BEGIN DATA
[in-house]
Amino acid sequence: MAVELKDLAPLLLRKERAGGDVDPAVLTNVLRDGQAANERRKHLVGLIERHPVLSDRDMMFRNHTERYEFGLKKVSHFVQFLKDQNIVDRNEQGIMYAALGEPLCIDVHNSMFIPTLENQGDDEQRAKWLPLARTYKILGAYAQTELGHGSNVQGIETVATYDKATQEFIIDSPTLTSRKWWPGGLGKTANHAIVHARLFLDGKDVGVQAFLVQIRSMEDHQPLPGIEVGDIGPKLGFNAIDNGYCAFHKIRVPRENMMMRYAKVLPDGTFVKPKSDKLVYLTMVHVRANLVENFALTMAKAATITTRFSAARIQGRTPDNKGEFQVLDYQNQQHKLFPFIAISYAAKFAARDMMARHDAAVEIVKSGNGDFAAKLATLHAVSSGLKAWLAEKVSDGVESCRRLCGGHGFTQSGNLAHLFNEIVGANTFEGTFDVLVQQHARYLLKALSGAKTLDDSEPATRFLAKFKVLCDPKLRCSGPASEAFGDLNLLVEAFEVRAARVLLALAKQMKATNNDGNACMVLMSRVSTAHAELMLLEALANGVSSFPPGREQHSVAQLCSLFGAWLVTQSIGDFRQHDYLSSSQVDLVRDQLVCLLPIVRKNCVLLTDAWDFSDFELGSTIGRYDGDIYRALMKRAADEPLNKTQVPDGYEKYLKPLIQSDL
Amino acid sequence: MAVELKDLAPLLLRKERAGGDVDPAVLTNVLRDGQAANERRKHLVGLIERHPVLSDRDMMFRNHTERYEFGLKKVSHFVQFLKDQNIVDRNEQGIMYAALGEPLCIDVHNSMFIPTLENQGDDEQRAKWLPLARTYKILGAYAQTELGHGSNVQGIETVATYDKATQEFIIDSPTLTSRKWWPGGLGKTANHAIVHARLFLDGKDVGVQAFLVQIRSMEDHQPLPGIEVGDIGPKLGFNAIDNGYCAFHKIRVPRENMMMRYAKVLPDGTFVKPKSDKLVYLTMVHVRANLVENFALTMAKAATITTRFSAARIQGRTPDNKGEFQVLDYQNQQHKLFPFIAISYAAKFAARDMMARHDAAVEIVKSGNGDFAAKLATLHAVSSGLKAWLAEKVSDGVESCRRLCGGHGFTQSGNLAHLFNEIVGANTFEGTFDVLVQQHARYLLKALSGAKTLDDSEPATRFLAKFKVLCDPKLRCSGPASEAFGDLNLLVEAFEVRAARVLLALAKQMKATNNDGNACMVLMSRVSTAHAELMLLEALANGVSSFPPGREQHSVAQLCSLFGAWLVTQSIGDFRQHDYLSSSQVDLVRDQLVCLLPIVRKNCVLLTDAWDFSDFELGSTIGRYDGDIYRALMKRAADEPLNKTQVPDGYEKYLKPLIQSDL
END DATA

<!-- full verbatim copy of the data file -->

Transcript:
[in-house]
Amino acid sequence: MAVELKDLAPLLLRKERAGGDVDPAVLTNVLRDGQAANERRKHLVGLIERHPVLSDRDMMFRNHTERYEFGLKKVSHFVQFLKDQNIVDRNEQGIMYAALGEPLCIDVHNSMFIPTLENQGDDEQRAKWLPLARTYKILGAYAQTELGHGSNVQGIETVATYDKATQEFIIDSPTLTSRKWWPGGLGKTANHAIVHARLFLDGKDVGVQAFLVQIRSMEDHQPLPGIEVGDIGPKLGFNAIDNGYCAFHKIRVPRENMMMRYAKVLPDGTFVKPKSDKLVYLTMVHVRANLVENFALTMAKAATITTRFSAARIQGRTPDNKGEFQVLDYQNQQHKLFPFIAISYAAKFAARDMMARHDAAVEIVKSGNGDFAAKLATLHAVSSGLKAWLAEKVSDGVESCRRLCGGHGFTQSGNLAHLFNEIVGANTFEGTFDVLVQQHARYLLKALSGAKTLDDSEPATRFLAKFKVLCDPKLRCSGPASEAFGDLNLLVEAFEVRAARVLLALAKQMKATNNDGNACMVLMSRVSTAHAELMLLEALANGVSSFPPGREQHSVAQLCSLFGAWLVTQSIGDFRQHDYLSSSQVDLVRDQLVCLLPIVRKNCVLLTDAWDFSDFELGSTIGRYDGDIYRALMKRAADEPLNKTQVPDGYEKYLKPLIQSDL
Amino acid sequence: MAVELKDLAPLLLRKERAGGDVDPAVLTNVLRDGQAANERRKHLVGLIERHPVLSDRDMMFRNHTERYEFGLKKVSHFVQFLKDQNIVDRNEQGIMYAALGEPLCIDVHNSMFIPTLENQGDDEQRAKWLPLARTYKILGAYAQTELGHGSNVQGIETVATYDKATQEFIIDSPTLTSRKWWPGGLGKTANHAIVHARLFLDGKDVGVQAFLVQIRSMEDHQPLPGIEVGDIGPKLGFNAIDNGYCAFHKIRVPRENMMMRYAKVLPDGTFVKPKSDKLVYLTMVHVRANLVENFALTMAKAATITTRFSAARIQGRTPDNKGEFQVLDYQNQQHKLFPFIAISYAAKFAARDMMARHDAAVEIVKSGNGDFAAKLATLHAVSSGLKAWLAEKVSDGVESCRRLCGGHGFTQSGNLAHLFNEIVGANTFEGTFDVLVQQHARYLLKALSGAKTLDDSEPATRFLAKFKVLCDPKLRCSGPASEAFGDLNLLVEAFEVRAARVLLALAKQMKATNNDGNACMVLMSRVSTAHAELMLLEALANGVSSFPPGREQHSVAQLCSLFGAWLVTQSIGDFRQHDYLSSSQVDLVRDQLVCLLPIVRKNCVLLTDAWDFSDFELGSTIGRYDGDIYRALMKRAADEPLNKTQVPDGYEKYLKPLIQSDL